TWO Bristol-based art psychotherapists plan to bring a portable wellbeing studio to Bradford on Avon.

Founded by Alex Burr and Ella Bryant, The Portable Wellbeing Studio intends to take art therapy to where there is a need.

The pair are looking for a crowdfunding cash injection of £3,000 to make the space safe, functional and able to move between locations.

Both Alex and Ella are HCPC and British Association of Art Therapists-registered art psychotherapists who met on their MA training at the University of South Wales.

Ella said: “We have funding to deliver a pilot project in two schools in Bradford-on-Avon, offering 1:1 art therapy and arts in health lunch time clubs with children aged 4-16 years.

“We have a pilot project planned for 2019 in two schools, the Christchurch CofE (VC) Primary School and St Laurence Secondary School.

“We will be offering 1:1 art therapy sessions and arts in health lunchtime groups. We will be working as part of the schools and alongside families, promoting mental health within the whole schools.”

“Mental health is becoming more prevalent in children and young people, eight per cent of 5-10-year-olds and 12 per cent of 11-15-year-olds have a diagnosable mental health disorder.

“Emotional wellbeing is important. It affects physical health and the ability to learn and achieve – it impacts on long-term social and economic wellbeing.”

Ms Burr and Ms Bryant, who are both based in Easton, Bristol, have made a crowdfunding video which will be running for four weeks to raise the last bit of cash they need.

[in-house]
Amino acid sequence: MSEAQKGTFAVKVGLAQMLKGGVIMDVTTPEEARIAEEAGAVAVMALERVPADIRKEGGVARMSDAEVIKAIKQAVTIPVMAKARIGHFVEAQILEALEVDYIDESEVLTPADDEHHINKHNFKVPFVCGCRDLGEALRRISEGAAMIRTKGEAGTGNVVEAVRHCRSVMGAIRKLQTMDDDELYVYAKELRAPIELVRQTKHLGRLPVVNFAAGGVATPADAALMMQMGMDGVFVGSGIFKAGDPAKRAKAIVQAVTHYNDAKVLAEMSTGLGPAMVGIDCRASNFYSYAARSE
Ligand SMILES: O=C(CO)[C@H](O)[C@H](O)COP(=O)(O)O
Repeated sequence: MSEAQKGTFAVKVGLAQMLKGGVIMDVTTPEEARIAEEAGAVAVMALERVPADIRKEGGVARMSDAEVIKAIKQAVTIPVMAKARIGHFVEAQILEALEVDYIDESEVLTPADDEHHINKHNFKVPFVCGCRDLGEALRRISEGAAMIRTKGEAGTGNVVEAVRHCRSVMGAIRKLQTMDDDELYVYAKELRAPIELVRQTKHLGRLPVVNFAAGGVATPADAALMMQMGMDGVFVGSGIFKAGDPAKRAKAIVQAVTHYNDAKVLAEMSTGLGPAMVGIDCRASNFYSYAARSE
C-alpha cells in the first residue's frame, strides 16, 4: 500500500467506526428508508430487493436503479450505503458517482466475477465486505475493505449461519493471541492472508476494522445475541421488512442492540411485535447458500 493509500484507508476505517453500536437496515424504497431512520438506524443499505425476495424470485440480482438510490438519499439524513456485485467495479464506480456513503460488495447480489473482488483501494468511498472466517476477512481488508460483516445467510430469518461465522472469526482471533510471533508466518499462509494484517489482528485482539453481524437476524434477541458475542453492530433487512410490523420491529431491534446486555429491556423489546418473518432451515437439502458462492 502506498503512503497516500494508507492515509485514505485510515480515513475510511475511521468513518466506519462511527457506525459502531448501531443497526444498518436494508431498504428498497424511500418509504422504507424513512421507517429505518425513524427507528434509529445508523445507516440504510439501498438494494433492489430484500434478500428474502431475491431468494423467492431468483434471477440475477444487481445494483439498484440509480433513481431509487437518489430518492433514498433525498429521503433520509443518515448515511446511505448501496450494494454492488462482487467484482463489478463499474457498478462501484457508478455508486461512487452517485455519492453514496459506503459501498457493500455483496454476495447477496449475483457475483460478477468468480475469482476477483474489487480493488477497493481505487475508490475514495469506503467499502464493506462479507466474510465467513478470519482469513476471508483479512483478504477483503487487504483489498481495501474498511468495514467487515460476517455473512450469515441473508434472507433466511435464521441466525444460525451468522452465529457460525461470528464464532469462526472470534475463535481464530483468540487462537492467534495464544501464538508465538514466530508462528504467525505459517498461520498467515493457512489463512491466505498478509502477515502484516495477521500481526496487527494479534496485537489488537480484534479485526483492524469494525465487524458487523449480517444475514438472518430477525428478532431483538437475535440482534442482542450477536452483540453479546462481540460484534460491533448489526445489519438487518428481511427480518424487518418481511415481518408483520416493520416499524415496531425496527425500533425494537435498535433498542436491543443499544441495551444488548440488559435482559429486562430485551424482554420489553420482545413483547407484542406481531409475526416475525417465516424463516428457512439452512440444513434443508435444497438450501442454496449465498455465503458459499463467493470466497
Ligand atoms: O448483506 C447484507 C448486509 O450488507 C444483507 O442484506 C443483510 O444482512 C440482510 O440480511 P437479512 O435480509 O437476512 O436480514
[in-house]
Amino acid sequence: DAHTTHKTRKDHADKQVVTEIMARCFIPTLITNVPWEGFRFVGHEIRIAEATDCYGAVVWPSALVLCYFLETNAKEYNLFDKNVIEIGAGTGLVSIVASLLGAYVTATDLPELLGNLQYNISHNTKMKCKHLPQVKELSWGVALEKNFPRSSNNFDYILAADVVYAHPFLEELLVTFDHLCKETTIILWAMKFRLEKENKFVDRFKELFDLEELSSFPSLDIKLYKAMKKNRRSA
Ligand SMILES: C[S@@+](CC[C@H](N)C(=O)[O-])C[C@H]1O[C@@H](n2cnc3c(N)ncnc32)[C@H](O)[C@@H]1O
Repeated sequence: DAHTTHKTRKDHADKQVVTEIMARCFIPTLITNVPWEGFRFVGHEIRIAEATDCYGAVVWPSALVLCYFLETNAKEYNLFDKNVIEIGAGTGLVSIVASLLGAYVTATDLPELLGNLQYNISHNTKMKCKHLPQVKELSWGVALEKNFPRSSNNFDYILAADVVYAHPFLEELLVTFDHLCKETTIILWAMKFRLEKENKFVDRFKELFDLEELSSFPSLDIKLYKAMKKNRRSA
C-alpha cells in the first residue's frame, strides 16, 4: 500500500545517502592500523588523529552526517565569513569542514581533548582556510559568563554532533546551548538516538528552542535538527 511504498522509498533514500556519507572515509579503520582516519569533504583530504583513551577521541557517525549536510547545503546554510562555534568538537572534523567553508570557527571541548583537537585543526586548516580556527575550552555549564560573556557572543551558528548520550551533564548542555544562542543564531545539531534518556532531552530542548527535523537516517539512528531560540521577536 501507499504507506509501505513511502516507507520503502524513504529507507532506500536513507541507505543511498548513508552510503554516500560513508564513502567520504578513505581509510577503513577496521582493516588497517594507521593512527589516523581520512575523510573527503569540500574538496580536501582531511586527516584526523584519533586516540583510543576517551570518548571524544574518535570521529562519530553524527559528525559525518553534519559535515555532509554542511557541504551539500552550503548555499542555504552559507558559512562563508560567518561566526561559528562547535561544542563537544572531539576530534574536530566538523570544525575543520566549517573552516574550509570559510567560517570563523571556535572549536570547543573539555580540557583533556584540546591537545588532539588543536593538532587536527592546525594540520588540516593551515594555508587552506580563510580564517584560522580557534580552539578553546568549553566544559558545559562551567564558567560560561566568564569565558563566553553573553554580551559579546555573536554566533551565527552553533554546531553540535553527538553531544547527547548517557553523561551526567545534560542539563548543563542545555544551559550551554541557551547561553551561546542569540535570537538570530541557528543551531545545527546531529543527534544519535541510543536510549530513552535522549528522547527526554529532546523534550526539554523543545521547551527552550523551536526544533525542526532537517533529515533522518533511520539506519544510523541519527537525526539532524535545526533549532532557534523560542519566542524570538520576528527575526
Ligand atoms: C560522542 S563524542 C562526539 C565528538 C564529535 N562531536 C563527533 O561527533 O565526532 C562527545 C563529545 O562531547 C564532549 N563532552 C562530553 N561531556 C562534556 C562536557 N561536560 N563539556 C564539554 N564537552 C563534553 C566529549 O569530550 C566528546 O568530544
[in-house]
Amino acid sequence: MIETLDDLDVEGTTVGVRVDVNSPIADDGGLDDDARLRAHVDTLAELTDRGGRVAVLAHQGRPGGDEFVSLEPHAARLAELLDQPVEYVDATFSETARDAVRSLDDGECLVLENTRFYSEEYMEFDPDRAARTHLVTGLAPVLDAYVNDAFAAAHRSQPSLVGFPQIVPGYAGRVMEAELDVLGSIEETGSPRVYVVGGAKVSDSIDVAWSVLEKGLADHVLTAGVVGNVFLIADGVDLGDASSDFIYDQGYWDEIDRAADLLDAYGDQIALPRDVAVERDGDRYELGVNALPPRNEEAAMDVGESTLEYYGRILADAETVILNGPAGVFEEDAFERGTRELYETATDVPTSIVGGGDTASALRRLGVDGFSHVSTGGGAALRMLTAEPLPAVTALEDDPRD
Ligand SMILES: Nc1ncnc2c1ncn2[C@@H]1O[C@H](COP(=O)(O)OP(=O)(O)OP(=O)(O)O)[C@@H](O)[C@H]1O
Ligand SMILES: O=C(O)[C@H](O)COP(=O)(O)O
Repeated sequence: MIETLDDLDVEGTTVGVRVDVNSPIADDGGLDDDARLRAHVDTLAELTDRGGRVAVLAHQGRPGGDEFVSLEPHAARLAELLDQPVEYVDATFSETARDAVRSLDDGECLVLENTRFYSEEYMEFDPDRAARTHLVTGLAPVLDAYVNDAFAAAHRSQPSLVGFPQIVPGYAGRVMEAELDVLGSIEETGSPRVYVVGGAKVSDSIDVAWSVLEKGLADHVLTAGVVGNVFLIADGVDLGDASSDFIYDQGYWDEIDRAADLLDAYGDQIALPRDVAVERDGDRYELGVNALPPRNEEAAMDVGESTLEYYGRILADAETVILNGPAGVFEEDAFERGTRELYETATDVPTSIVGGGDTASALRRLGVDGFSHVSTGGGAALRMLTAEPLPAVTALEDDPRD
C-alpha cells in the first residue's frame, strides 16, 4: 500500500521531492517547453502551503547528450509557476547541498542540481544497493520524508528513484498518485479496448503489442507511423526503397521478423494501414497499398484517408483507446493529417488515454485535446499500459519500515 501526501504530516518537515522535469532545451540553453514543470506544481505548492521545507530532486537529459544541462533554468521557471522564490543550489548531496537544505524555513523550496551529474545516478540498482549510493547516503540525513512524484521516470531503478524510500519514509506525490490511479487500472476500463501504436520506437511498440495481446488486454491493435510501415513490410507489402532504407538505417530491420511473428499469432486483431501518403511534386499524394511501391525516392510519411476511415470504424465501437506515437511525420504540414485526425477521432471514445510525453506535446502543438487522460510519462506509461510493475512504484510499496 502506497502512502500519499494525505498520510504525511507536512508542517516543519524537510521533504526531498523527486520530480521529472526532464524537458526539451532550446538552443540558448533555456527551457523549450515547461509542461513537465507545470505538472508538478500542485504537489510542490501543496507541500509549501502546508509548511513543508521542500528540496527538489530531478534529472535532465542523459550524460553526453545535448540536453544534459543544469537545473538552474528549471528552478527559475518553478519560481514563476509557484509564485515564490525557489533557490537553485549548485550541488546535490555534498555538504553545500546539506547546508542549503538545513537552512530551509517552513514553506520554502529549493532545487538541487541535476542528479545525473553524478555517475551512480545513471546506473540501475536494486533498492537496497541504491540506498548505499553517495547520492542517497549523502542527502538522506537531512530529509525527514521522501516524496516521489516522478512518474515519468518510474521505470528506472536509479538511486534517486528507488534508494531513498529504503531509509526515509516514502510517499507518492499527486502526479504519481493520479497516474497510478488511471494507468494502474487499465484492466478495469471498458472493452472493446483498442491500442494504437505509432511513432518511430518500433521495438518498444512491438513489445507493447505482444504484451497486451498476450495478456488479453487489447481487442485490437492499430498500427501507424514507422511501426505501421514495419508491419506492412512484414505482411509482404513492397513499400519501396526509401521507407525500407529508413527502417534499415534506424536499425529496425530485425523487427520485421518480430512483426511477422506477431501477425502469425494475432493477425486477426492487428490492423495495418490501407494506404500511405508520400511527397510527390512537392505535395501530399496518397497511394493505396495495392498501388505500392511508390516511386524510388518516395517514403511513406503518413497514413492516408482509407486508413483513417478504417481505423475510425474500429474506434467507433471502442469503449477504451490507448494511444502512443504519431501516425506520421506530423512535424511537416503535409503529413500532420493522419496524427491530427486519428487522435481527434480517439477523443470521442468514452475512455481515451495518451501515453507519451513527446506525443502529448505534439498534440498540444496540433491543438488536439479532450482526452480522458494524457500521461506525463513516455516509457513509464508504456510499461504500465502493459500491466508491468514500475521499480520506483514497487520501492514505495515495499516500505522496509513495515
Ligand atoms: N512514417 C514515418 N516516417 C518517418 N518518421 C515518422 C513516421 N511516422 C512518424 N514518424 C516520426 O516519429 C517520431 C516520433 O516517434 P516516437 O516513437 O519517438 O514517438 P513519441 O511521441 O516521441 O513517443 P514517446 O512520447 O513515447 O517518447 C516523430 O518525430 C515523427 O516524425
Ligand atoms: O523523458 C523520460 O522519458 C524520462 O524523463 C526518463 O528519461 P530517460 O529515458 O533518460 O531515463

Ms Bryant said: “We need this to pay for the electrics, running water, furniture, art materials and legal tow licence so we can move the trailer between locations. This will complete the portable studio build and make it into a professional, safe, and inviting space ready to begin our art therapy work.”

Ms Bryant said: “Art Therapy is a form of psychotherapy that uses art media as its primary mode of expression and communication.

“Through using the art materials and building a therapeutic relationship, art therapy can help to explore difficult feelings with or without words.

“It can help with difficulties such as understanding and regulating emotions, building self-confidence, providing a different perspective on situations, and improving emotional literacy and relationships.”

The inspiration for their project came from first-hand experience of statutory mental health services which are over-subscribed, in uninspiring spaces and rarely provide the level of psychological support a client needs.

Ms Burr said: “We love the idea of reframing mental health in a fresh and innovative way where working on your mental health is deemed a positive thing.

“We want to provide a mental health service that allows people to identify as an artist rather than a patient, in a space that is creative and nurturing.

“Our long-term vision for the project is to park up and provide residencies in different places, such as parks, housing estates, work places, rural areas and homeless shelters. Once the studio is built, overhead costs will be relatively low ensuring that the project is sustainable.

“So far we have secured funding from a local council to deliver the work in the schools. We were also granted £5,000 to build the trailer from a local charity that provides seed funding for projects with a social impact. The schools are also paying a nominal fee to support the project.

“We feel passionate about helping to change the face of mental health. Having a Portable Wellbeing Studio that can go to where the support is needed without having the stigma associated with statutory services, is one small step we can make, that has potential to make big differences to people’s lives.”